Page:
The concept of a 100 year flood comes from geologist shorthand to describe the probability for flooding to occur within a particular geographic area. "One hundred year flood" refers to the one in one hundred chance for flooding to occur every year for a particular level — say the "100 hundred year floodplain". In other words, buildings on the one hundred year flood plain face a 1 chance in 100 of being flooded every year. A five hundred year flood means a 1 in 500 chance of being flooded every year. So, while there is always a chance for flooding every year, the risk drops the further away from the stream or river you go.
A flood stage is the stage at which a stream overflows its natural banks and begins to cause damage in the stream's channel area as defined by its measured elevation. The term is very localized and measured in "feet above flood stage". A measurement of 23 feet above flood stage might mean an inch of water in the streets of one town, while in another it drowns Main Street under three feet. When the National Weather service announces an action stage for a section of river, it means there could be limited flooding of low lying fields or roads near the river. Due to variations in the topography, streams and rivers don't always come out of their banks at the same flood stage height. In narrow places with steep banks, the flood stage can be read a very high but produce little damage, at other that are broad and wide, the flood stage can be much lower but produce lots of damage. Flood stage is also used to determine where the crest or high point of flood waters.
A flash flood occurs when powerful storms drop several inches of rain in one hour, the ground will not be able to absorb water fast enough. This produces heavy runoff that can quickly flood low-lying areas in less than 6 hours. Just one inch of rain over one acre of land can produce 27,154 gallons. That's over 100 tons of water suddenly on the move, carrying mud, boulders, and other debris. Flash flooding in urbanized and other paved areas can produce extreme flooding quickly, turning highway underpasses, underground parking third highest weather-related killer in the US.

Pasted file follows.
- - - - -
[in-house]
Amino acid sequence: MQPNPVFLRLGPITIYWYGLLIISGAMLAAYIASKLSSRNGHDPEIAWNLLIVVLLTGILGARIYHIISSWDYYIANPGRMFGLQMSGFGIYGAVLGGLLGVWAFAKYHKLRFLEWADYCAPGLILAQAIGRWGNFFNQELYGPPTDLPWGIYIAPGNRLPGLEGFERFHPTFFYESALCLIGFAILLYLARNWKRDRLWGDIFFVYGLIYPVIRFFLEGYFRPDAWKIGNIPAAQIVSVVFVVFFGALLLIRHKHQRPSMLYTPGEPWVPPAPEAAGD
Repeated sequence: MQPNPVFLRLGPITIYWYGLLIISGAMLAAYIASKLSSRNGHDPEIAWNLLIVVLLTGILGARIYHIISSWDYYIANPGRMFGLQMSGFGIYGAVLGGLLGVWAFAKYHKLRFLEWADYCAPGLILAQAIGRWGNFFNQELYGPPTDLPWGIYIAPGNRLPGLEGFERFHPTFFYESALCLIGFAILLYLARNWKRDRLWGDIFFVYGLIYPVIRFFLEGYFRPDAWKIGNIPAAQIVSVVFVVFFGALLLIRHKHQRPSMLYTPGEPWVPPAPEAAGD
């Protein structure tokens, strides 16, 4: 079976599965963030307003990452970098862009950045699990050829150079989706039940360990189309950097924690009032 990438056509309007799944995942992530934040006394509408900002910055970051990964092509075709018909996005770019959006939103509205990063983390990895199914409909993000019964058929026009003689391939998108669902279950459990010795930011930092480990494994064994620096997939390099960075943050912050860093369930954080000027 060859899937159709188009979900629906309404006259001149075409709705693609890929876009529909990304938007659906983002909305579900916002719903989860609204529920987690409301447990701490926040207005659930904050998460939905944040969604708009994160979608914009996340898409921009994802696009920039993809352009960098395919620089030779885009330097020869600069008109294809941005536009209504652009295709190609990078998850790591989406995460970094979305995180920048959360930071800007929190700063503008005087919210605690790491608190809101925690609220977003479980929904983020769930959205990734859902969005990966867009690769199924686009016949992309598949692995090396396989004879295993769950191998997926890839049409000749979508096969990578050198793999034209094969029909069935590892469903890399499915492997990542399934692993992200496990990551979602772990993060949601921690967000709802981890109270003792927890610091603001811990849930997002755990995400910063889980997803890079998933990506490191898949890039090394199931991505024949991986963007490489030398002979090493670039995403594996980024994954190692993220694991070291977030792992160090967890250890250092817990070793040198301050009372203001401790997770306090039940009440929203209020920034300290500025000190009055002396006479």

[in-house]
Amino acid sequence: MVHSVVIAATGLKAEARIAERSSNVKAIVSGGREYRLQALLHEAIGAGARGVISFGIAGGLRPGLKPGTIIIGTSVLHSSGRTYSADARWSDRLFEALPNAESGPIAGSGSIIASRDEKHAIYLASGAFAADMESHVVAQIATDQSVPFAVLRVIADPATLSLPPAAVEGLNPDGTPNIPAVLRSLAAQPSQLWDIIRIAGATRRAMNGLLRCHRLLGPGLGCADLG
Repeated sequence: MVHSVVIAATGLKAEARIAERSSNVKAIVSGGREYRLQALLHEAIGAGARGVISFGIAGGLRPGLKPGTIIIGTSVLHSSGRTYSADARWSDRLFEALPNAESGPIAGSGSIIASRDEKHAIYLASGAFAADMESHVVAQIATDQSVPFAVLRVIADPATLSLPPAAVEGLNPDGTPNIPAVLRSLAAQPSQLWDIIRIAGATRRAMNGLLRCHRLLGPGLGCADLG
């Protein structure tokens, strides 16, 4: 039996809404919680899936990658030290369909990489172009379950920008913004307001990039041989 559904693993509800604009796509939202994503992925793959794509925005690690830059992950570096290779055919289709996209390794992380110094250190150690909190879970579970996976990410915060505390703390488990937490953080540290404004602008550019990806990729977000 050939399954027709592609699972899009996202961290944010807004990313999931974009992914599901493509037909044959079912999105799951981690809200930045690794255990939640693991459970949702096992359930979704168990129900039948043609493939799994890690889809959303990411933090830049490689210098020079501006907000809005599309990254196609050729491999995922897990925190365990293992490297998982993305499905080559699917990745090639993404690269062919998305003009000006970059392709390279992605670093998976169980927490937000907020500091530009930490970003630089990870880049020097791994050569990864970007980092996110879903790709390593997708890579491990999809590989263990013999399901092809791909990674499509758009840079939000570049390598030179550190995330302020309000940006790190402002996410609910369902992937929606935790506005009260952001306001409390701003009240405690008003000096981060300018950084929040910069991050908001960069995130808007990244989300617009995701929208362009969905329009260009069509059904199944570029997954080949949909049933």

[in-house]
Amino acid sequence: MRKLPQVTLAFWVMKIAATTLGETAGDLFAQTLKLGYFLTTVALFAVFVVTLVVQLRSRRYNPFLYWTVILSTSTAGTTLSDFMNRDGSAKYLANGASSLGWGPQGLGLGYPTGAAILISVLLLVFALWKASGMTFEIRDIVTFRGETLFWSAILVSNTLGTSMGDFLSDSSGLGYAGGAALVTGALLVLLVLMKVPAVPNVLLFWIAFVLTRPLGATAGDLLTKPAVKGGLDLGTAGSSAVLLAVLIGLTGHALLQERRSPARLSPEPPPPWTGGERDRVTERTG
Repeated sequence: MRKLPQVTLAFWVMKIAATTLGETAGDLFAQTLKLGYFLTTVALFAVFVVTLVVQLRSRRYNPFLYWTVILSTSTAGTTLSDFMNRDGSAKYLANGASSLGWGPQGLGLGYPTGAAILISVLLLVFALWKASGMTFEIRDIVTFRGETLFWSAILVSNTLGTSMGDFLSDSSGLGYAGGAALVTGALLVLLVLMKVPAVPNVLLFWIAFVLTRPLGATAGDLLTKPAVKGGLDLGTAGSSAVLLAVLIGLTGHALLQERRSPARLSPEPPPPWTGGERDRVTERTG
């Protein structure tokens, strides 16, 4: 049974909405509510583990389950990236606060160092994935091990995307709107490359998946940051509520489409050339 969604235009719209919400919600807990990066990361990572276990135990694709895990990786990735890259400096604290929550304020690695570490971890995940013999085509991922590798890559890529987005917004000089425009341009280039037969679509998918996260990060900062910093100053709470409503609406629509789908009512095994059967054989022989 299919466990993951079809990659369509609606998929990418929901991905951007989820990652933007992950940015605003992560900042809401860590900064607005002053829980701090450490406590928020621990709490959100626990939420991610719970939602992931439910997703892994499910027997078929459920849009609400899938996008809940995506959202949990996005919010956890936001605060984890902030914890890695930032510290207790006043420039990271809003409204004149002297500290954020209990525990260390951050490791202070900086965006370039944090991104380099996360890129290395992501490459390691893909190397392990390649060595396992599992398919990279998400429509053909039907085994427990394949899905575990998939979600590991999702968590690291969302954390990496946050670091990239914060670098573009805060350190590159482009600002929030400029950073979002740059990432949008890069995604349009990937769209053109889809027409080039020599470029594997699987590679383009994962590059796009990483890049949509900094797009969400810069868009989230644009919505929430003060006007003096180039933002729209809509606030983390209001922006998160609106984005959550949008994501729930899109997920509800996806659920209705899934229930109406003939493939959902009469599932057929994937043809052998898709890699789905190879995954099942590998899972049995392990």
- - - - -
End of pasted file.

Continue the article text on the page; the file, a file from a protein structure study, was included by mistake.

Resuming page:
|Listen to the news and weather reports. NOAA Weather Radio All Hazards (NWR) broadcasts continuous weather information directly from the nearest National Weather Service office.|
|Listen for flood watches/warnings in your area. If your home is located in a flood plain or low-lying area prone to flooding, consider packing an emergency supply kit and personal items and evacuating to higher ground.|
|Protect your possessions and gather records:
|If your area is flooding or is flooded, stay out of flood waters as much as possible.
Floods." Centers for Disease Control and Prevention, U.S. Department of Health & Human Services, 28 Aug. 2017, www.cdc.gov/disasters/floods/index.html.
"Flood Warning vs. Watch." National Weather Service, National Oceanic and Atmospheric Administration, www.floodsafety.noaa.gov/watch_warning.shtml.
Holmes, Robert R., and Karen Dinicola. "100-Year Flood-It's All About Chance." USGS Publications Warehouse, U.S. Department of the Interior, 30 Nov. 2016, pubs.usgs.gov/gip/106/.